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Determine if the metal ion has a fixed charge or variable charge.

1. Read the name of the compound.

gold(I) nitrate

2. Determine if the metal ion has a fixed charge or variable charge.

gold = Group IB = variable charge = 1+ or 3+

3. Write the first chemical symbol based on the cation in the compound, including the charge. The name tells us it is gold(I) meaning it carries a 1+ charge.

gold(I) = Au+

4. Write the second chemical symbol based on the anion in the compound, including the charge.

nitrate ion = NO3 –

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Experiment Naming Ionic and Molecular Compounds

5. Balance the charges to determine the correct number of atoms of each element to write the formula for a neutral compound.

6. Write the formula of the molecular compound.

gold(I) nitrate = AuNO3

Naming Acids

Simple covalent compounds that contain hydrogen often dissolve in water to produce acids. For example, HF in its gaseous state (g) is hydrogen fluoride, but HF in aqueous solution (aq) is hydrofluoric acid. This lesson focuses on binary acids and oxoacids. Binary acids are acids in which hydrogen bonds with a second nonmetallic element. An oxoacid is an acid containing oxygen, hydrogen, and a third element. An oxoacid contains at least one hydrogen atom bound to the oxygen. These acids dissociate in water by breaking the OH bond to form a H+ ion and an anion.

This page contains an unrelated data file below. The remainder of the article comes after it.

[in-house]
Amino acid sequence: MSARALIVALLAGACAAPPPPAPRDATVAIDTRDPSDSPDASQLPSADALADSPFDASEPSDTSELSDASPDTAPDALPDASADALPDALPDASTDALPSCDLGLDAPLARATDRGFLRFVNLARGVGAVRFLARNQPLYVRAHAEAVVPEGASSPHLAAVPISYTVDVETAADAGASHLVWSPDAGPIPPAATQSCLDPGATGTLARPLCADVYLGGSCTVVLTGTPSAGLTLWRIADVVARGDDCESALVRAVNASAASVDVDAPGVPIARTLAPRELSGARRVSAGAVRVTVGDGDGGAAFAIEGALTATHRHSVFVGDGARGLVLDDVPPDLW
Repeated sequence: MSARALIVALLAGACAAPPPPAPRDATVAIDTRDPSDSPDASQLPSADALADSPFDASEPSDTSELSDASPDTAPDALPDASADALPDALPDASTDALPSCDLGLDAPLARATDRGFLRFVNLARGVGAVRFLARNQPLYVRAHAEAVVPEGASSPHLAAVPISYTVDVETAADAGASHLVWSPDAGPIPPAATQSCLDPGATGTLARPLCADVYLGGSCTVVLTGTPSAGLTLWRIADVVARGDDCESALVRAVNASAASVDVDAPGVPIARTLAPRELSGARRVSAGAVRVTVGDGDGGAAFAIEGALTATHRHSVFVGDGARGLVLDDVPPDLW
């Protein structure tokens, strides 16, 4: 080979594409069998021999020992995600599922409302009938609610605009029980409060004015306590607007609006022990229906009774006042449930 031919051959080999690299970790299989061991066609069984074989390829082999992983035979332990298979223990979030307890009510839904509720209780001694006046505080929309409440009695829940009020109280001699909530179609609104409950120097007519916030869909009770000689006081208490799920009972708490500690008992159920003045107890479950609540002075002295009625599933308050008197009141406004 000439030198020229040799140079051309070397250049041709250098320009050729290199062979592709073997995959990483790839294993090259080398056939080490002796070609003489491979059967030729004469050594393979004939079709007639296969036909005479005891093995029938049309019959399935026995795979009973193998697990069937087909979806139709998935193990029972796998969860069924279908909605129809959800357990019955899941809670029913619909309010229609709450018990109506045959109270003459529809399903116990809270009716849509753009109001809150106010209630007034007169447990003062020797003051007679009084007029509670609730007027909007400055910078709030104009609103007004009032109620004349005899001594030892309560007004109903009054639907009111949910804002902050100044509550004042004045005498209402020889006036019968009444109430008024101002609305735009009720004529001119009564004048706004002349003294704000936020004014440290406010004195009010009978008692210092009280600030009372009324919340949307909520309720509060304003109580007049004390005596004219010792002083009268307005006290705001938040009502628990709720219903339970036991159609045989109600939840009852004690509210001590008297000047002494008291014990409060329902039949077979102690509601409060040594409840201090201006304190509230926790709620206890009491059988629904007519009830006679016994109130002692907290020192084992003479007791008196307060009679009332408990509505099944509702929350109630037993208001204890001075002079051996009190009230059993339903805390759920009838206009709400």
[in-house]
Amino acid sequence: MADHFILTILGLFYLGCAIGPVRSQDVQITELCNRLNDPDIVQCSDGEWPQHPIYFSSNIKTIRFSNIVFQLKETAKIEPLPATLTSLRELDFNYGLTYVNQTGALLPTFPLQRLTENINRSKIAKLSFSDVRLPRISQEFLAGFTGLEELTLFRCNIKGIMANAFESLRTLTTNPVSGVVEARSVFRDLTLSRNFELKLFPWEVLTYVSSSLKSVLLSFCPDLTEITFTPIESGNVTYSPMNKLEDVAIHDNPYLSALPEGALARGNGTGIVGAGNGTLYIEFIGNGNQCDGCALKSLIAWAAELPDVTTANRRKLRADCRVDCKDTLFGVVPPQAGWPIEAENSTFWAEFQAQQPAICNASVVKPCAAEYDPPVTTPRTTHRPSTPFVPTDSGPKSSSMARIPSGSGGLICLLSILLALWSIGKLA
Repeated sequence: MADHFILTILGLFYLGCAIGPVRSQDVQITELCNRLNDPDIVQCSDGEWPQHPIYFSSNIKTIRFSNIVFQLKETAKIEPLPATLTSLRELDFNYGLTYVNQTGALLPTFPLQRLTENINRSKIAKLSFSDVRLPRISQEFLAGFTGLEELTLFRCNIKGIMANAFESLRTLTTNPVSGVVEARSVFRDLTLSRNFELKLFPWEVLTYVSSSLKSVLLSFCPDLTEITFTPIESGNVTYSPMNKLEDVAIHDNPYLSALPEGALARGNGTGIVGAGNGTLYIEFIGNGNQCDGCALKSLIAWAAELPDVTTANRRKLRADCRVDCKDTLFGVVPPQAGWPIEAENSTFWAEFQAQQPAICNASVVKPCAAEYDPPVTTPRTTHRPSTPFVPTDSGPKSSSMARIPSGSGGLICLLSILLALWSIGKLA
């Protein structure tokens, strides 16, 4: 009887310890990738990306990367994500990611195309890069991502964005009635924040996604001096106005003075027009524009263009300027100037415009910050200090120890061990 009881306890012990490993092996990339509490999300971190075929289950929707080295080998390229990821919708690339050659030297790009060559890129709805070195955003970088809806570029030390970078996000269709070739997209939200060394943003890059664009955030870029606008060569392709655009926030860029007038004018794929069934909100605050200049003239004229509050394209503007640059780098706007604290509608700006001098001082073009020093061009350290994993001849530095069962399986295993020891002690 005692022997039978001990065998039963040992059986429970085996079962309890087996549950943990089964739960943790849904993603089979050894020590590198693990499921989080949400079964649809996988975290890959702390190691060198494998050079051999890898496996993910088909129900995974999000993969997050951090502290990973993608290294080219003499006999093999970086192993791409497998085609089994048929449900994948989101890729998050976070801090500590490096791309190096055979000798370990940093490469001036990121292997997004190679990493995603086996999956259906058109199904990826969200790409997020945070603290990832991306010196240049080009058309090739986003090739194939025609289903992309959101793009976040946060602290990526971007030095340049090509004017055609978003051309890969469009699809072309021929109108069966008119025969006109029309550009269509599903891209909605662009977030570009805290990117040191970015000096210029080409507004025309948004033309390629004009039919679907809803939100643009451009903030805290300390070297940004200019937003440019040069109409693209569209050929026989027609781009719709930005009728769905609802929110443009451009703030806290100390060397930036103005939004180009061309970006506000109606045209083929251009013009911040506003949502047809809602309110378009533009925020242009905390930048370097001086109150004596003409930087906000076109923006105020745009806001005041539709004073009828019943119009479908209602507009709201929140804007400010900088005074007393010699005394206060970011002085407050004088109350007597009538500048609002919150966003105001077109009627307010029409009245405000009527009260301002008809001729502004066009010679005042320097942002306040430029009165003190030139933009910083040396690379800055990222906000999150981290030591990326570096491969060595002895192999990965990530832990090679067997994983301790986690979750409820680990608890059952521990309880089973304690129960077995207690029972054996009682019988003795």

There are a unique set of rules for naming both binary and oxoacids. The systematic names for binary acids include the prefix “hydro-” (indicating the water the acid is dissolved in) and the root of the second element’s name (the non-metal). The suffix of the anion changes from “-ide” to “-ic,” followed by the word “acid.” For example:

water + H+ + F- = HF(aq) = hydrofluoric acid

Note: Acids containing sulfur use the full name “sulfur” instead of the root of the name. For example, H2S(aq) is called hydrosulfuric acid NOT hydrosulfic acid.

Oxoacids are named based on the nonmetal from which they are derived. The prefix “hydro-” is not used, and the suffix “-ate” is changed to “-ic,” and the suffix “-ite” is changed to “-ous.” For example, HNO3 (contains the nitrate ion) is named nitric acid. The prefixes used for lowest and highest oxidation states are also used in the naming of oxoacids. For example, HClO (contains the hypochlorite ion) is named hypochlorous acid. See Table 3 for examples of formulas and names for strong acids that may be encountered.